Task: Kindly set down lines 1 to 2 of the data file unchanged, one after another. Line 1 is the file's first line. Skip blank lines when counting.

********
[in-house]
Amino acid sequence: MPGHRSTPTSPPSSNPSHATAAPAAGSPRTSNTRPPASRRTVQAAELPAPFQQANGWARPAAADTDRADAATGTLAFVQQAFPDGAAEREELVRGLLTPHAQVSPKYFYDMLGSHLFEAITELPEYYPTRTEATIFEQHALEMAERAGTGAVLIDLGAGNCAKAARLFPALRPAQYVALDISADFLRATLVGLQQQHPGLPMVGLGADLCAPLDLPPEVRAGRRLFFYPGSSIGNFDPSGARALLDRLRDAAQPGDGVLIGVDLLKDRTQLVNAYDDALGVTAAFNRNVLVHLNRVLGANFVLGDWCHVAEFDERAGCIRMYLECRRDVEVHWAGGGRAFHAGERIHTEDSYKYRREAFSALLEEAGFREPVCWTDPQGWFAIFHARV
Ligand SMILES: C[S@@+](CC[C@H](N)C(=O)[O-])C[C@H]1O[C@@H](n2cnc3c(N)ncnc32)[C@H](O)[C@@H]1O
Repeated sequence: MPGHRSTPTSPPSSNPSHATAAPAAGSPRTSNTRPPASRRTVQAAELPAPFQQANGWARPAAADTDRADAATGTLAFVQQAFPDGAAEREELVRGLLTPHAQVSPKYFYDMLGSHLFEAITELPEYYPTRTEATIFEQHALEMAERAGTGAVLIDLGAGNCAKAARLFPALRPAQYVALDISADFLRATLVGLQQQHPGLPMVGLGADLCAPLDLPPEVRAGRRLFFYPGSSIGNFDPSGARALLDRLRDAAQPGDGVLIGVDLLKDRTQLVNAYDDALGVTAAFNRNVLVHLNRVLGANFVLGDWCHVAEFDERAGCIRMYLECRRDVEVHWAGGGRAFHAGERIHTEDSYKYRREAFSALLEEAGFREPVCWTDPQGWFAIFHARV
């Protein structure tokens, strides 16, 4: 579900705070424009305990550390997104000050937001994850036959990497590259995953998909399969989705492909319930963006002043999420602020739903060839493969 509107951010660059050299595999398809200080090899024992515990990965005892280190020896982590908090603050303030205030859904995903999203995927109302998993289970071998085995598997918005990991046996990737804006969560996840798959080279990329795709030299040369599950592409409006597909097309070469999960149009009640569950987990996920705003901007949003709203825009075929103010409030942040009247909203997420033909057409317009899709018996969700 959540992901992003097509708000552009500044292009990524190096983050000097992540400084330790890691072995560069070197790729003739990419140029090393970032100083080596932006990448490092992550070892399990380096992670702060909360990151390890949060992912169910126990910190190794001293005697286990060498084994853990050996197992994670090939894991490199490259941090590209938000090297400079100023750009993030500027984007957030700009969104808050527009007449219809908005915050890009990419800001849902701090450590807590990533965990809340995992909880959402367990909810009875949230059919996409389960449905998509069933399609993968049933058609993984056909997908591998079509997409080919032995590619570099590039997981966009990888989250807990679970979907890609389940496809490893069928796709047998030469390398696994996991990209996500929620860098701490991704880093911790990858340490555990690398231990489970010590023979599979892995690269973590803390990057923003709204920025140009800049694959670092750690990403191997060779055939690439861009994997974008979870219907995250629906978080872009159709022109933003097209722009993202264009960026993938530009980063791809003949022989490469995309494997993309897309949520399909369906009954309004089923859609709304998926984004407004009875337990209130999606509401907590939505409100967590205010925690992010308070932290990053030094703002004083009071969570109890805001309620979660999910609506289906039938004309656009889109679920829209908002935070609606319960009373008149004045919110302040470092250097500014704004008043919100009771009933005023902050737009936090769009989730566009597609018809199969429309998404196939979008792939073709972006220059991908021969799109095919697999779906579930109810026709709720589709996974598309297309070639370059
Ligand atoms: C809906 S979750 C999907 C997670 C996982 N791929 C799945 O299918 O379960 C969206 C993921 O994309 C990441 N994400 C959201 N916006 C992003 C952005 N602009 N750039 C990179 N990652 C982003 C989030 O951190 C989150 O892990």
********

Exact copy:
[in-house]
Amino acid sequence: MPGHRSTPTSPPSSNPSHATAAPAAGSPRTSNTRPPASRRTVQAAELPAPFQQANGWARPAAADTDRADAATGTLAFVQQAFPDGAAEREELVRGLLTPHAQVSPKYFYDMLGSHLFEAITELPEYYPTRTEATIFEQHALEMAERAGTGAVLIDLGAGNCAKAARLFPALRPAQYVALDISADFLRATLVGLQQQHPGLPMVGLGADLCAPLDLPPEVRAGRRLFFYPGSSIGNFDPSGARALLDRLRDAAQPGDGVLIGVDLLKDRTQLVNAYDDALGVTAAFNRNVLVHLNRVLGANFVLGDWCHVAEFDERAGCIRMYLECRRDVEVHWAGGGRAFHAGERIHTEDSYKYRREAFSALLEEAGFREPVCWTDPQGWFAIFHARV